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Model Boat Racers Ask the Question: 'To Chine or not to Chine?'

14th April 2014
fusion model boat
Model Boat Racers Ask the Question: 'To Chine or not to Chine?'

#modelboat – The model boat classes have been experimenting with chines for a while now. We have seen a new trend over the recent years in boat designs. This new wave came from the racing boats, TP52, VOR70, and recently making its way to the cruiser racer designs like the new X boats or Malango to name a few.  The funny thing is that not until recently chined boats were still built by amateur builders as they are easier to build. Yet now we are coming back to them, the 10R, A class, Marblehead and also the One Metre class are now coming out with chine.
The IOM or International One Metre Class operates under a box rules format. This, in a nutshell, allows for a relatively open format to boat designs but the rules on the number of rigs and their dimensions are very stricts.
This ensures close racing as we have seen over the years. For the past couple of years the arrival of chines on boat design increased the performance of these boats a notch up. However there are still many debates about the chine and its effect on performance. From what I have seen and tested so far, I can give 3 advantages of the chine design over rounded hulls:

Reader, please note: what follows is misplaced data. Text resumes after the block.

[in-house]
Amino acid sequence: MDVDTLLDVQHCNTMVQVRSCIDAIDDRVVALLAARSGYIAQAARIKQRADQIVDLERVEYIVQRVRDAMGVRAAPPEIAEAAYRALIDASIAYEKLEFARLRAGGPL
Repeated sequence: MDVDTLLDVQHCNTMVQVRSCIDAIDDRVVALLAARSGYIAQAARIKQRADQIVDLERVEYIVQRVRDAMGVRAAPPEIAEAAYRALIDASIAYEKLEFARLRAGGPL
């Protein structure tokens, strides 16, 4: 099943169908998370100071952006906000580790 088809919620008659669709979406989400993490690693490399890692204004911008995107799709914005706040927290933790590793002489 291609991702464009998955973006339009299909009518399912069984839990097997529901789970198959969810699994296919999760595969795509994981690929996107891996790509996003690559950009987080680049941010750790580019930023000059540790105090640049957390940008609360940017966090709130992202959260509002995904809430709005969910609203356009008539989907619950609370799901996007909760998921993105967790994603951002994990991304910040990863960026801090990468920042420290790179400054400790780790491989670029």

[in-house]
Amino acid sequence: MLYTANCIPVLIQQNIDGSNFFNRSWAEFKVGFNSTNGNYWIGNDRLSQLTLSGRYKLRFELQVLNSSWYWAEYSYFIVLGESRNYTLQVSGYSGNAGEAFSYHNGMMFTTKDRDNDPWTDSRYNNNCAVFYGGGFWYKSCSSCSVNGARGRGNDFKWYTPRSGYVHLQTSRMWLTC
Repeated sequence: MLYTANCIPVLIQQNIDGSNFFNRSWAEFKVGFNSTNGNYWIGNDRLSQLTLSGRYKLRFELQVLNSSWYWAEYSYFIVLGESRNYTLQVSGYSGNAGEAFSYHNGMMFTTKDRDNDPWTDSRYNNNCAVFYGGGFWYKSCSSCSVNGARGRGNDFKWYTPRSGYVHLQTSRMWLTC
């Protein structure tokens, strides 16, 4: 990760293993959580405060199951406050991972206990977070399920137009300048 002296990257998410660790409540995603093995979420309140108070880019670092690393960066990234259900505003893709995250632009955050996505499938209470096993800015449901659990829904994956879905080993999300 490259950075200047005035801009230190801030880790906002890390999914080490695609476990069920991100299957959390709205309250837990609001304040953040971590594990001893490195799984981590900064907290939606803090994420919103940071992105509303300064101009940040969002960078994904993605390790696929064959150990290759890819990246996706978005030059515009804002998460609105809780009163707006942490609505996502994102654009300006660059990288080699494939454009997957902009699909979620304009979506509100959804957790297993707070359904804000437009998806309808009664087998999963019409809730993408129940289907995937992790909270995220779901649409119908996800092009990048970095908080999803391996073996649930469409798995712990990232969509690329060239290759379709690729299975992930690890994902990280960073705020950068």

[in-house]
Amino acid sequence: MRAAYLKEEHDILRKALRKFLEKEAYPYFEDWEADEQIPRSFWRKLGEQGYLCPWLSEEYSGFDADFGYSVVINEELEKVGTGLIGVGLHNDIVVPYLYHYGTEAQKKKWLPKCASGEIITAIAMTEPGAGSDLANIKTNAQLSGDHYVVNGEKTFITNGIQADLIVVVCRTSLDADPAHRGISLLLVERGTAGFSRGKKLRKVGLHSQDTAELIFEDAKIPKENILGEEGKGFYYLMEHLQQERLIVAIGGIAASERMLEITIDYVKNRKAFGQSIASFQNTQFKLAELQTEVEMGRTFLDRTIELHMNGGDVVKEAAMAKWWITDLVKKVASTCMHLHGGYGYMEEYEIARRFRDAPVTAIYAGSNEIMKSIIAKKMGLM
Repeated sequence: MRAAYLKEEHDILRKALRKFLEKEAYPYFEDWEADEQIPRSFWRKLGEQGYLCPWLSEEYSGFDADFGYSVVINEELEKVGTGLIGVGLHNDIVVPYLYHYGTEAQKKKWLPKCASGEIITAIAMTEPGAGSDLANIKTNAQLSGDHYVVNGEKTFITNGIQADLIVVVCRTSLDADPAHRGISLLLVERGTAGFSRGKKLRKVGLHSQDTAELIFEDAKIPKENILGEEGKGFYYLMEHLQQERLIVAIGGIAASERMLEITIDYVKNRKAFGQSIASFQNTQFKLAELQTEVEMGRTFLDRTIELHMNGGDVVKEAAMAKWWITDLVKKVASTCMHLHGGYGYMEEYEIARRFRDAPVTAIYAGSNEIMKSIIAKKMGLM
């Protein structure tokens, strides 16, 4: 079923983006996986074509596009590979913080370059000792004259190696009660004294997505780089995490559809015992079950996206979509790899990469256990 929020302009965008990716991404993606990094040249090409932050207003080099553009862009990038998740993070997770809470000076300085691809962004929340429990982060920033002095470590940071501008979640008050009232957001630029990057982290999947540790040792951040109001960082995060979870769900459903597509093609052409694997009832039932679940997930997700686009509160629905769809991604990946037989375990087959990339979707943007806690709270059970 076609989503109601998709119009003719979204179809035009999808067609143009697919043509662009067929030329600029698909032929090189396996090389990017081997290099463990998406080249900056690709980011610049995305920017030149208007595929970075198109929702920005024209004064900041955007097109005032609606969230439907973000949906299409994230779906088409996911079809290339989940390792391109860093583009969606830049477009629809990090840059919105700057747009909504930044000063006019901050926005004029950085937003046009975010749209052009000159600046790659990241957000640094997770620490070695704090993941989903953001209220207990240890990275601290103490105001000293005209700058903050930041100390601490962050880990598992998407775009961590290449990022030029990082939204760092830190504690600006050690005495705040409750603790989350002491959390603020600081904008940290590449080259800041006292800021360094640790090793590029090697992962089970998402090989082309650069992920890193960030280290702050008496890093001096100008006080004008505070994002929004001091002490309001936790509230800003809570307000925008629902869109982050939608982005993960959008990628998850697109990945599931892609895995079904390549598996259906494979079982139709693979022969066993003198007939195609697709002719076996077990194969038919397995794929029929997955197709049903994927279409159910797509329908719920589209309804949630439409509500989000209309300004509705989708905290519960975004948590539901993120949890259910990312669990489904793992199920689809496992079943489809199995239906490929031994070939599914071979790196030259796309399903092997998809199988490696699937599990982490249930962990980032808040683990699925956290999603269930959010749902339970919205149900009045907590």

1- the chine helps the boat to accelerate that bit quicker after a tack.
2- It allows to track nicely on the beat versus a rounded hull that would "slide" more as it heels in the gusts.
3- it helps the boat to get planning that little bit earlier and longer on the run
there is a 4th point often discussed within the class. That boats with chines tend to nose dive less in the gusts and accelerate more. I agree to some extend as in my opinion this is primaliry due to more volume in the forward section, complemented by a higher radius of the foredeck to help the come up should it nose dive. I am not of the view that the chine helps here, and the proof is that Brad Gibson who made the most successful chine design, did design another boat before called the SKA which goes well downwind and has no chine.
See the pictures attached to see the difference in designs and even amongst the chined boats, its length, position and angle varies across the design range.
So does that means that rounded boats are passed their due date ? No not at all, not later than a month ago I won an event in Scotland with my 2006 V6 which has a rounded hull, ahead of newer chined boats. There are many other rounded hulls that are at least as successful like the Obsession, the V7 to name a few.
There is it seems a "fashion" trend to go and get a chined boat, but like any other sailing class you can focus on the little things and miss on the big picture. Like getting the tuning of the boat wrong, opting for the wrong rig, an electric failure, a bad start, seaweed in the keel, a wrong tack, overstanding a mark, and the list goes on. One has more to lose in doing any of these errors than not getting a chined boat.

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